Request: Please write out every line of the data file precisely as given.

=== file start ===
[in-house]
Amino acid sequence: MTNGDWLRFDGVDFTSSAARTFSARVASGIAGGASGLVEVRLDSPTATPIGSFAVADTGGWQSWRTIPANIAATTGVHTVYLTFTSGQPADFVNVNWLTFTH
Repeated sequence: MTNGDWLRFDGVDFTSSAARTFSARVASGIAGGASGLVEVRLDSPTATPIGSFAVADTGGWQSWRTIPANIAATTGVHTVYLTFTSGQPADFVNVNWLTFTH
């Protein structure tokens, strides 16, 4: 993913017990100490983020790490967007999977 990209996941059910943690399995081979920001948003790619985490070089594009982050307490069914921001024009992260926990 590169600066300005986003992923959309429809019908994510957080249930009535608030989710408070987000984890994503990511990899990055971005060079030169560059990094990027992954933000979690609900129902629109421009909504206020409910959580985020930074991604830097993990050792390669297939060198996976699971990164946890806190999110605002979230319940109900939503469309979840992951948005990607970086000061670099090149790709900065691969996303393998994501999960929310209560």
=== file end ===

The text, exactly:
[in-house]
Amino acid sequence: MTNGDWLRFDGVDFTSSAARTFSARVASGIAGGASGLVEVRLDSPTATPIGSFAVADTGGWQSWRTIPANIAATTGVHTVYLTFTSGQPADFVNVNWLTFTH
Repeated sequence: MTNGDWLRFDGVDFTSSAARTFSARVASGIAGGASGLVEVRLDSPTATPIGSFAVADTGGWQSWRTIPANIAATTGVHTVYLTFTSGQPADFVNVNWLTFTH
């Protein structure tokens, strides 16, 4: 993913017990100490983020790490967007999977 990209996941059910943690399995081979920001948003790619985490070089594009982050307490069914921001024009992260926990 590169600066300005986003992923959309429809019908994510957080249930009535608030989710408070987000984890994503990511990899990055971005060079030169560059990094990027992954933000979690609900129902629109421009909504206020409910959580985020930074991604830097993990050792390669297939060198996976699971990164946890806190999110605002979230319940109900939503469309979840992951948005990607970086000061670099090149790709900065691969996303393998994501999960929310209560």